A child with intrauterine-acquired HIV who received antiretroviral therapy (ART) at 33 hours after birth through age 13 months showed persistent undetectable HIV viremia more than 3 years after discontinuing ART, according to research presented at the virtual Conference on Retroviruses and Opportunistic Infections (CROI), held between March 8 and 11, 2020.
The infant was born to a mother with no prenatal care and a 6-year history of diagnosed but untreated HIV infection, who demonstrated 14,400 HIV RNA copies/mL and 27% CD4 at delivery. The child was started on ART with zidovudine, lamivudine, and nevirapine 33 hours after birth. Evaluation of blood samples taken on the first and second day of the child’s life failed due to technical issues. A day 14 sample tested positive for HIV DNA. Following this positive test, dried blood spots from first day of life routine newborn screening were tested for HIV DNA with a positive result. At day 16 of life, ART was switched to lopinavir/ritonavir, lamivudine, and zidovudine. After 13 months of ART, the mother discontinued her child’s treatment.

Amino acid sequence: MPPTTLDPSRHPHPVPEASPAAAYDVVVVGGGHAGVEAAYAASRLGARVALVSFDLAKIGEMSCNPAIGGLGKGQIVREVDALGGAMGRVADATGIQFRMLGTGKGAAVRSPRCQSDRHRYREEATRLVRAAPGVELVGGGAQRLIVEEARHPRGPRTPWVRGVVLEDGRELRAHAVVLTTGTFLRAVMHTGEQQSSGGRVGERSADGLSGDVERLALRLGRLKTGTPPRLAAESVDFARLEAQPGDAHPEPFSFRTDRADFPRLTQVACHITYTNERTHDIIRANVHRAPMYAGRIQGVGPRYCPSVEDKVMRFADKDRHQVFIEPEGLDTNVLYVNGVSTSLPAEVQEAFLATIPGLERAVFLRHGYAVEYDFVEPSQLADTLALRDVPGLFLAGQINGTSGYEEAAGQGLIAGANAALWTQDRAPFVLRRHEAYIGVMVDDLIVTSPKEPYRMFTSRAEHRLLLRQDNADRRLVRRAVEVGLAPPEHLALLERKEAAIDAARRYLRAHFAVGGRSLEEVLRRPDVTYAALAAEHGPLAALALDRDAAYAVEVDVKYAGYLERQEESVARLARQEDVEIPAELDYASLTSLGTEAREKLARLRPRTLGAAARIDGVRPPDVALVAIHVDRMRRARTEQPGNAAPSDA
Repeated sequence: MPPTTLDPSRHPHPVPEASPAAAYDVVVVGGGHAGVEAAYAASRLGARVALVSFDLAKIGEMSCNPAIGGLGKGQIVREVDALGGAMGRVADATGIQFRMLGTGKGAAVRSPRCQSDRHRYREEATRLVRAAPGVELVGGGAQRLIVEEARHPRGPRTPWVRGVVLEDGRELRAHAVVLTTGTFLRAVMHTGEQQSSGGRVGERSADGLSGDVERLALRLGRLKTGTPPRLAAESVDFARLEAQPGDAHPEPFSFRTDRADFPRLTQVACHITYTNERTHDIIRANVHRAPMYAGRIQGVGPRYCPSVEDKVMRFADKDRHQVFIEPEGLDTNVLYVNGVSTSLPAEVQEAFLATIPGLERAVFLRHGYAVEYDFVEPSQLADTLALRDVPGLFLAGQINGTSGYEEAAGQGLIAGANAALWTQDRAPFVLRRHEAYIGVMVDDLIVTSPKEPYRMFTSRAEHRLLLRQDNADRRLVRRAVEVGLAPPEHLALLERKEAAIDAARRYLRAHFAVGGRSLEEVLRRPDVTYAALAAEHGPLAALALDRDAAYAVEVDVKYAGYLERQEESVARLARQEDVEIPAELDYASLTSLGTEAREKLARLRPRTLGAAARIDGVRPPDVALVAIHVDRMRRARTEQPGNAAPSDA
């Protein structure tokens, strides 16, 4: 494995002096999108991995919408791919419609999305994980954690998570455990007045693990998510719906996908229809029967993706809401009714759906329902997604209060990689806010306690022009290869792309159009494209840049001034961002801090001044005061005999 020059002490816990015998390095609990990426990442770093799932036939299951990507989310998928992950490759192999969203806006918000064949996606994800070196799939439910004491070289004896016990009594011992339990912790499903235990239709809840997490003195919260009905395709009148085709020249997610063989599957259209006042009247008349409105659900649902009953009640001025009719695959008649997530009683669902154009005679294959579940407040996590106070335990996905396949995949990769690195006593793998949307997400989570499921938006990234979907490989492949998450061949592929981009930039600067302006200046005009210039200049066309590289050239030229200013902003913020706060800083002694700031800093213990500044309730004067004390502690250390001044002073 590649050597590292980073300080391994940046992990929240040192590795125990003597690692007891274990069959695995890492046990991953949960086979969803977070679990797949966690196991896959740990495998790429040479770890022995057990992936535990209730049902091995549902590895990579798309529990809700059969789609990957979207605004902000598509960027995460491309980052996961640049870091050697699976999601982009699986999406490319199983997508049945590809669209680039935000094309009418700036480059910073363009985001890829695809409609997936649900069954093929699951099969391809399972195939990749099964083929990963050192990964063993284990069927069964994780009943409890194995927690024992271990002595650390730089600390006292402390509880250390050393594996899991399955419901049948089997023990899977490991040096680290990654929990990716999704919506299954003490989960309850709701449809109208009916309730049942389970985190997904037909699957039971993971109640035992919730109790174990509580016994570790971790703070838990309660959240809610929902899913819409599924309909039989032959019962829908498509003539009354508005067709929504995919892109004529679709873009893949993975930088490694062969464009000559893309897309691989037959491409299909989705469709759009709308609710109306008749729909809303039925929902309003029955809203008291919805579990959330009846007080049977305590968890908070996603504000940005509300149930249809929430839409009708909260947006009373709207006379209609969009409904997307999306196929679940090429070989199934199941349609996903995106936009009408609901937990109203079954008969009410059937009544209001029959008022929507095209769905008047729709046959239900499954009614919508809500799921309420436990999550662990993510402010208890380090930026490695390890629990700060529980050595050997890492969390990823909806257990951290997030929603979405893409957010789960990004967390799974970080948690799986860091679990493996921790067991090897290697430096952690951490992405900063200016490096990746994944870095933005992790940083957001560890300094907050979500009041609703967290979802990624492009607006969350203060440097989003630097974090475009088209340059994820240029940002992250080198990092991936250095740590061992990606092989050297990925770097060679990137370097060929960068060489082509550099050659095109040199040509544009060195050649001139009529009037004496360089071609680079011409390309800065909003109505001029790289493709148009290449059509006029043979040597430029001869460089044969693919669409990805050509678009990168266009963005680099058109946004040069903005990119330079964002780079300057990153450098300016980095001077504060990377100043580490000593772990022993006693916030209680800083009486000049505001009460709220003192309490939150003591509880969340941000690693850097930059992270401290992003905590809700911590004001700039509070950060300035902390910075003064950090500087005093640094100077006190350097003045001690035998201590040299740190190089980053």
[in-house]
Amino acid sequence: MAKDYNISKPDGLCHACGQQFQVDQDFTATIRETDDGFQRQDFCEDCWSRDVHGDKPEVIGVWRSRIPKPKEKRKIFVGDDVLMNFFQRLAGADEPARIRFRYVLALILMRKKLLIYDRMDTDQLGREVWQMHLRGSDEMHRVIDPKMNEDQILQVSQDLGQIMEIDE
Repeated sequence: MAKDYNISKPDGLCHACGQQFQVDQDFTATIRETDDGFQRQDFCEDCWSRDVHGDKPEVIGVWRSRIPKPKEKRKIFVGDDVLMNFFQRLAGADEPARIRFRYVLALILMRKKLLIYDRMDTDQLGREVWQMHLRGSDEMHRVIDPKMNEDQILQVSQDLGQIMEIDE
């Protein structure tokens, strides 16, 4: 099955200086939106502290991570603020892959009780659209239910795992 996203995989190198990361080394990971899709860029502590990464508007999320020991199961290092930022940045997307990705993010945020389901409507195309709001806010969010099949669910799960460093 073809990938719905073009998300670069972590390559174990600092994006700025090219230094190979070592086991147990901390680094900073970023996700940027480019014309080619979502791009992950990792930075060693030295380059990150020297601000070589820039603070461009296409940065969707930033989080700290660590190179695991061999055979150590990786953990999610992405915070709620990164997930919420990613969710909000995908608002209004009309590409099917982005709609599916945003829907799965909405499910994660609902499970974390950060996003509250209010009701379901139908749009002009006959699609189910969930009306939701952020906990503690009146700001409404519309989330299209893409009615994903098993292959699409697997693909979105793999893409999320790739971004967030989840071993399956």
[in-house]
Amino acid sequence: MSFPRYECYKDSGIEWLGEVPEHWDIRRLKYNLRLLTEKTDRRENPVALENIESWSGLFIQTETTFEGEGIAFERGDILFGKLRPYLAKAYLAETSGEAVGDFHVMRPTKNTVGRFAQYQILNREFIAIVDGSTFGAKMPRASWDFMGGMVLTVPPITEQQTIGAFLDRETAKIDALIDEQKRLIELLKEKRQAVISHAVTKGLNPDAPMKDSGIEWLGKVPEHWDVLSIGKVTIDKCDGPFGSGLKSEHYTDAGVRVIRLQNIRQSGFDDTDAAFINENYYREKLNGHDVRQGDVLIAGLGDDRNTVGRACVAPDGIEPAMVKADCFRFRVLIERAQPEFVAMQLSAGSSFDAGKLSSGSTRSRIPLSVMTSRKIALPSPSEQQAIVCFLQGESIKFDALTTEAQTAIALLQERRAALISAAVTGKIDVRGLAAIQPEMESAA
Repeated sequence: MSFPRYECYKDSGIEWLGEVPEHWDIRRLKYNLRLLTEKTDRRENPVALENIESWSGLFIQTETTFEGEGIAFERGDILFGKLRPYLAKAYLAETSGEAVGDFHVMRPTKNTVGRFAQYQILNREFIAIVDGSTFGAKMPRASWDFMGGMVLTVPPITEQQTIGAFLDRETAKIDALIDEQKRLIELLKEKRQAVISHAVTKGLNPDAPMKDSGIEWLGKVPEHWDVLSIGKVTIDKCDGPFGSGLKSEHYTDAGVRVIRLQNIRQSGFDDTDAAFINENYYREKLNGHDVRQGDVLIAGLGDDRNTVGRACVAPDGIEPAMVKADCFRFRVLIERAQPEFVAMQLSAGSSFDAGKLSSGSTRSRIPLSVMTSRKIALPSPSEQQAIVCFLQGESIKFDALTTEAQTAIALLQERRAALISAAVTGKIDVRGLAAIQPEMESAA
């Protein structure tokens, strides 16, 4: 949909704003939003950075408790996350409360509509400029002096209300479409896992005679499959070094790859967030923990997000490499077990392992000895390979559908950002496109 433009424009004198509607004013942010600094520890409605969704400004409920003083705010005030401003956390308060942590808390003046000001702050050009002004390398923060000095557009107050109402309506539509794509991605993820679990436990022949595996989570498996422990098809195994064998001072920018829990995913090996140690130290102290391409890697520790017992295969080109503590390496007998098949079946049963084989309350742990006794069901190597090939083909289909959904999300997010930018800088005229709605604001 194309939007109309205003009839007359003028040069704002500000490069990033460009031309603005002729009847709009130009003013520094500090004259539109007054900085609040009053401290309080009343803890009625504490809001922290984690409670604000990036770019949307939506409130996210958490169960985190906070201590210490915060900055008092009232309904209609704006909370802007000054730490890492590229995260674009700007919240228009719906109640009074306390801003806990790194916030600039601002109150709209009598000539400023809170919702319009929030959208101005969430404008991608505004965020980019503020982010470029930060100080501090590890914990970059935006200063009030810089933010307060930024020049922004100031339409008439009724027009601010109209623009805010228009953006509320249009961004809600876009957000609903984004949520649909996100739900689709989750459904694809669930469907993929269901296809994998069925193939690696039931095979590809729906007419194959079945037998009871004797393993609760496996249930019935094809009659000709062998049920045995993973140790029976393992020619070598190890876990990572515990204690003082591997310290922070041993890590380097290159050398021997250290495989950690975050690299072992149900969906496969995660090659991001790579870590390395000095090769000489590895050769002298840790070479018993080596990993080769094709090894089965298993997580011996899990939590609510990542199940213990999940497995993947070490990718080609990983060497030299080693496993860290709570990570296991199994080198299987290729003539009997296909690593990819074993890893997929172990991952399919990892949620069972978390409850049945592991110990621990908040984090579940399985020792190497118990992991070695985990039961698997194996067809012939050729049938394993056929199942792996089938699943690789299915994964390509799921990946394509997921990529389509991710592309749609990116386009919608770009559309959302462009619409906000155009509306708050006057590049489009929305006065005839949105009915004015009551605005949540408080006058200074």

The child remained clinically well without opportunistic infections and demonstrated an undetectable HIV RNA (<20 copies/mL) from birth through age 4 years, and HIV-specific antibodies became and remained negative from age 15 months onward. Testing by HIV droplet digital polymerase chain reaction-DNA was performed at intervals beginning at day 114 of life and were intermittently detected, with the most recent showing <1 copy of gag and pol DNA/ million CD4 cells.
Because the cases of few children with this pattern have been reported, it is unclear how rarely this occurs, noted the investigators. “The capacity of these children to control HIV viremia for extended intervals in the absence of ART raises questions of whether HIV viremia control results from viral competence, host immunity, host genetics, or some combination,” they concluded.
Heresi GP, Richman DD, Hammoud RA, Rodriguez G, Perez N, Murphy JR. Sustained remission in a 4 year old HIV infected child treated the first year of life. Poster presented at: CROI 2020; March 8-11, 2020; http://www.croiconference.org/sites/default/files/uploads/croi2020-boston-abstract-ebook.pdf. Accessed March 17, 2020.